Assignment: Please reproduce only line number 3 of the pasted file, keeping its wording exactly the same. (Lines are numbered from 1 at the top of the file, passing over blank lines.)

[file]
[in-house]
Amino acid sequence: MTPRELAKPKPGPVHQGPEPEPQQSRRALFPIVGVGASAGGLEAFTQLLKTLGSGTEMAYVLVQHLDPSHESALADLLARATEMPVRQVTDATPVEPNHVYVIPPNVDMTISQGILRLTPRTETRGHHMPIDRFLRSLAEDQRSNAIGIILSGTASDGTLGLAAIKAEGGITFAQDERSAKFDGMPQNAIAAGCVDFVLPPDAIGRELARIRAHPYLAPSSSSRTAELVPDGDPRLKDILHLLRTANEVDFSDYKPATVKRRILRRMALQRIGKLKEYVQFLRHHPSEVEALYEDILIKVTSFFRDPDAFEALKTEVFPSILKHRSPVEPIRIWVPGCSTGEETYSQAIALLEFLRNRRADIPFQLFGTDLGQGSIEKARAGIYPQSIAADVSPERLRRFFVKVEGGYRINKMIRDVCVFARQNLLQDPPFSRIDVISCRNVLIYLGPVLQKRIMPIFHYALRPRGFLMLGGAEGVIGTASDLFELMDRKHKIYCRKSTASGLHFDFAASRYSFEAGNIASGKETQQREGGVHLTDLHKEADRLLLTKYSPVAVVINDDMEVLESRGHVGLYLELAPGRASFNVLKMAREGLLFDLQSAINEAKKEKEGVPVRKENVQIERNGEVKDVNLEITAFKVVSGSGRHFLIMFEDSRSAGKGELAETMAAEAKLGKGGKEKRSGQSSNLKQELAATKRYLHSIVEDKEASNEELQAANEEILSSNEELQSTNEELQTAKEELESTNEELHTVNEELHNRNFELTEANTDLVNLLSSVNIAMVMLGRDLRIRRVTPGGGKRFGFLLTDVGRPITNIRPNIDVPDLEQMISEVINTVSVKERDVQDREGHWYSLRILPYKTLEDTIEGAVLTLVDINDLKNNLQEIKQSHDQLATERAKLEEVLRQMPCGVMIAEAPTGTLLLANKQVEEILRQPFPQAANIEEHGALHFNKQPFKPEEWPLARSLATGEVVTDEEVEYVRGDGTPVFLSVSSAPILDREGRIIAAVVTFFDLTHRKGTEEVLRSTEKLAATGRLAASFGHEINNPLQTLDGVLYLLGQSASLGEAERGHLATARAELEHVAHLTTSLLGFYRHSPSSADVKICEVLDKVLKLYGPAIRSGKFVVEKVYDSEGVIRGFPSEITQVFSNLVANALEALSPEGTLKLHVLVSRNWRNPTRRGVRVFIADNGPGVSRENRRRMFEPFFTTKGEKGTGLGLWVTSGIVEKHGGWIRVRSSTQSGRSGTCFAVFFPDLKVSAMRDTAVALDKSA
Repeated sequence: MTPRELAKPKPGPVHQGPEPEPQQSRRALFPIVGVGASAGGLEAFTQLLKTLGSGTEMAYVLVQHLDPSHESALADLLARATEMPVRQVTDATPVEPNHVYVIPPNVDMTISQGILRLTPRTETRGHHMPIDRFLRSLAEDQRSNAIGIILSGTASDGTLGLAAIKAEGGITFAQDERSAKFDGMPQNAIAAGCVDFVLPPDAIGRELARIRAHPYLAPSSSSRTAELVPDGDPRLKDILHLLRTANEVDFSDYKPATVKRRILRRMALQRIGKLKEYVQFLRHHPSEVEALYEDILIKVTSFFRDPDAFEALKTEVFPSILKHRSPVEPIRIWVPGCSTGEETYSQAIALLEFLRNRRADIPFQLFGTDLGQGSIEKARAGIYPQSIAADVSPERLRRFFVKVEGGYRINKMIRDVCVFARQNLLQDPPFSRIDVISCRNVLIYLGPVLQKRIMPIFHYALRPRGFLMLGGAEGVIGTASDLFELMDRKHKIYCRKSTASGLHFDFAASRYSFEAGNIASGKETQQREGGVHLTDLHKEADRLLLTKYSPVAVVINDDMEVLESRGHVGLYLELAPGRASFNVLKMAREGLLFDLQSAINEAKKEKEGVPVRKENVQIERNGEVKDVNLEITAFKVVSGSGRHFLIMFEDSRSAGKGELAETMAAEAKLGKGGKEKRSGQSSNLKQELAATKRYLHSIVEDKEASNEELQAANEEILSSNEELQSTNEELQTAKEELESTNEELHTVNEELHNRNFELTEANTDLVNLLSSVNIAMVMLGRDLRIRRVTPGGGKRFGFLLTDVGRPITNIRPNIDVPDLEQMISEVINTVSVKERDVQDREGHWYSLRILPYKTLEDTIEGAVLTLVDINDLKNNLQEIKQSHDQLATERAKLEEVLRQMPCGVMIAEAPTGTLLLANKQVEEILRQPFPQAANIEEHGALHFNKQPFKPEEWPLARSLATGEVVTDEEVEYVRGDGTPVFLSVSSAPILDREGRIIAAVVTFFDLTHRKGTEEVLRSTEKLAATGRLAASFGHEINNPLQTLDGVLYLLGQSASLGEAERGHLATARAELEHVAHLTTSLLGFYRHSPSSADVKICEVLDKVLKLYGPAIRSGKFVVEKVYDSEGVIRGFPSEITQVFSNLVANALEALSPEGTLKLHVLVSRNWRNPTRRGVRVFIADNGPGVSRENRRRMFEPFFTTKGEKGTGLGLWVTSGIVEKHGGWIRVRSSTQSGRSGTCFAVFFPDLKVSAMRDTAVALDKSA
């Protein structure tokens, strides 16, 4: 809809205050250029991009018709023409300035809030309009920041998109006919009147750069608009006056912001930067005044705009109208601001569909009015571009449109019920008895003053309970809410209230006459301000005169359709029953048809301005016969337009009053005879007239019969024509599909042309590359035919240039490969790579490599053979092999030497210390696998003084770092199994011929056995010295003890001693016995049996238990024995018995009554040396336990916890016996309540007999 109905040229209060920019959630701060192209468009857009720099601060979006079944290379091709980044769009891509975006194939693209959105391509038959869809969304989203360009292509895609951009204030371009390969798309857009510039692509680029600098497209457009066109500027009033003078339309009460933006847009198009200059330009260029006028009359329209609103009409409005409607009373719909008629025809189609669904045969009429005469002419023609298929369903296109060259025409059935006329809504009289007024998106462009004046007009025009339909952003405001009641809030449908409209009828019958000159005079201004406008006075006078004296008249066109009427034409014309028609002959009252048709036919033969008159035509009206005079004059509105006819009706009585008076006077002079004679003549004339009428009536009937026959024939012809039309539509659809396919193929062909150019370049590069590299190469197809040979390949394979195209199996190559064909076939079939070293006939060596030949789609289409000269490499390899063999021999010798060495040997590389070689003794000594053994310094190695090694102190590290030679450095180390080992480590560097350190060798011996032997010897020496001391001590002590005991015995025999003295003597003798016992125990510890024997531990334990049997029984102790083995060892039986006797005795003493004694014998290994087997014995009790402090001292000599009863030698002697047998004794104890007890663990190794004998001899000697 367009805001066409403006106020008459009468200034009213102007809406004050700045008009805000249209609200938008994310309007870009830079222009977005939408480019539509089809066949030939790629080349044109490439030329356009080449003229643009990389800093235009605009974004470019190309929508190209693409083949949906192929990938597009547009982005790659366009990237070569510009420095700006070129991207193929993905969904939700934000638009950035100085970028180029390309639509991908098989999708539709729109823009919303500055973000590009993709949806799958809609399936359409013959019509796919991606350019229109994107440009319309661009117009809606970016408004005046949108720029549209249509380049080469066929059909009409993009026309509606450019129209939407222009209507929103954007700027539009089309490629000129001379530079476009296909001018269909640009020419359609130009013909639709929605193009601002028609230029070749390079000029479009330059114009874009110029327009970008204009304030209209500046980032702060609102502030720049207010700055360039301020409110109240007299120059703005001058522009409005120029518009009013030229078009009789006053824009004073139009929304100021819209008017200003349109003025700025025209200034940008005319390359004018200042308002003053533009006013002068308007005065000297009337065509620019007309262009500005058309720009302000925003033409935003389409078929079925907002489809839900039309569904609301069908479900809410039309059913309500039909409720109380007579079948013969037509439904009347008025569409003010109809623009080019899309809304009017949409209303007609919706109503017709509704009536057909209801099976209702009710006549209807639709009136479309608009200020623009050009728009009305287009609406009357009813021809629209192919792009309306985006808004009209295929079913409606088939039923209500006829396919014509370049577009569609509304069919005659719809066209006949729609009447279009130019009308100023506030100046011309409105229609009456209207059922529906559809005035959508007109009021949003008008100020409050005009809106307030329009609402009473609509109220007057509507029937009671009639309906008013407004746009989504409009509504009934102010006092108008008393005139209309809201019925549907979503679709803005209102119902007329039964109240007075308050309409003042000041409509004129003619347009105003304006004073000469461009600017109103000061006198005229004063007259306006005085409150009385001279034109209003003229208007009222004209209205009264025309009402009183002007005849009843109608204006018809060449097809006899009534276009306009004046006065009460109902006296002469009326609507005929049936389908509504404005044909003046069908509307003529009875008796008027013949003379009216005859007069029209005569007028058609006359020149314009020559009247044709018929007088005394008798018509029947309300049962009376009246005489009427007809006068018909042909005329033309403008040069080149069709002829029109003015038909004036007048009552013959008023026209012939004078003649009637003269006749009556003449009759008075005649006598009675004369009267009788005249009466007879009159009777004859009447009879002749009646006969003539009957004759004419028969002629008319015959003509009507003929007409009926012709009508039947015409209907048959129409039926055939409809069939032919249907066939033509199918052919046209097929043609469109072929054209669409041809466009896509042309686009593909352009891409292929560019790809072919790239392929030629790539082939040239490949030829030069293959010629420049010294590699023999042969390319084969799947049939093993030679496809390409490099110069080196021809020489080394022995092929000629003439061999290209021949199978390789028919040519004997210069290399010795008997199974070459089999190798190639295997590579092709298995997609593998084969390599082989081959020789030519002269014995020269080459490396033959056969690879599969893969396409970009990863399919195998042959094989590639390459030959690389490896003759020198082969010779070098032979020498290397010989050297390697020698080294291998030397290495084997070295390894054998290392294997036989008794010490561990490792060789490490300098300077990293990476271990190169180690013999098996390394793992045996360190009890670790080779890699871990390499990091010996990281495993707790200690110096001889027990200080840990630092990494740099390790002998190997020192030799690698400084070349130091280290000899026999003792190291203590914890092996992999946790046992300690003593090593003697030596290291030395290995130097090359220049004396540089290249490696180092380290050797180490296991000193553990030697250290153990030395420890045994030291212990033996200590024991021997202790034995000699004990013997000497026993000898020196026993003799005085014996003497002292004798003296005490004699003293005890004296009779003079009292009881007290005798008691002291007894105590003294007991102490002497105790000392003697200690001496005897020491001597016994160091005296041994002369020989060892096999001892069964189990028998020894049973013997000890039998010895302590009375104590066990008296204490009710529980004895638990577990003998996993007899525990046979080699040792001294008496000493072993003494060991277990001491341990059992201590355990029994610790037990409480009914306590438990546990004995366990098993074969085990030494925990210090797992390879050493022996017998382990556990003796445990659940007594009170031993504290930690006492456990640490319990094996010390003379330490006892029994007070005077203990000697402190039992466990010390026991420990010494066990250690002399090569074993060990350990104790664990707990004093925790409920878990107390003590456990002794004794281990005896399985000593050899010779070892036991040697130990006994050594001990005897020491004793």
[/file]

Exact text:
Repeated sequence: MTPRELAKPKPGPVHQGPEPEPQQSRRALFPIVGVGASAGGLEAFTQLLKTLGSGTEMAYVLVQHLDPSHESALADLLARATEMPVRQVTDATPVEPNHVYVIPPNVDMTISQGILRLTPRTETRGHHMPIDRFLRSLAEDQRSNAIGIILSGTASDGTLGLAAIKAEGGITFAQDERSAKFDGMPQNAIAAGCVDFVLPPDAIGRELARIRAHPYLAPSSSSRTAELVPDGDPRLKDILHLLRTANEVDFSDYKPATVKRRILRRMALQRIGKLKEYVQFLRHHPSEVEALYEDILIKVTSFFRDPDAFEALKTEVFPSILKHRSPVEPIRIWVPGCSTGEETYSQAIALLEFLRNRRADIPFQLFGTDLGQGSIEKARAGIYPQSIAADVSPERLRRFFVKVEGGYRINKMIRDVCVFARQNLLQDPPFSRIDVISCRNVLIYLGPVLQKRIMPIFHYALRPRGFLMLGGAEGVIGTASDLFELMDRKHKIYCRKSTASGLHFDFAASRYSFEAGNIASGKETQQREGGVHLTDLHKEADRLLLTKYSPVAVVINDDMEVLESRGHVGLYLELAPGRASFNVLKMAREGLLFDLQSAINEAKKEKEGVPVRKENVQIERNGEVKDVNLEITAFKVVSGSGRHFLIMFEDSRSAGKGELAETMAAEAKLGKGGKEKRSGQSSNLKQELAATKRYLHSIVEDKEASNEELQAANEEILSSNEELQSTNEELQTAKEELESTNEELHTVNEELHNRNFELTEANTDLVNLLSSVNIAMVMLGRDLRIRRVTPGGGKRFGFLLTDVGRPITNIRPNIDVPDLEQMISEVINTVSVKERDVQDREGHWYSLRILPYKTLEDTIEGAVLTLVDINDLKNNLQEIKQSHDQLATERAKLEEVLRQMPCGVMIAEAPTGTLLLANKQVEEILRQPFPQAANIEEHGALHFNKQPFKPEEWPLARSLATGEVVTDEEVEYVRGDGTPVFLSVSSAPILDREGRIIAAVVTFFDLTHRKGTEEVLRSTEKLAATGRLAASFGHEINNPLQTLDGVLYLLGQSASLGEAERGHLATARAELEHVAHLTTSLLGFYRHSPSSADVKICEVLDKVLKLYGPAIRSGKFVVEKVYDSEGVIRGFPSEITQVFSNLVANALEALSPEGTLKLHVLVSRNWRNPTRRGVRVFIADNGPGVSRENRRRMFEPFFTTKGEKGTGLGLWVTSGIVEKHGGWIRVRSSTQSGRSGTCFAVFFPDLKVSAMRDTAVALDKSA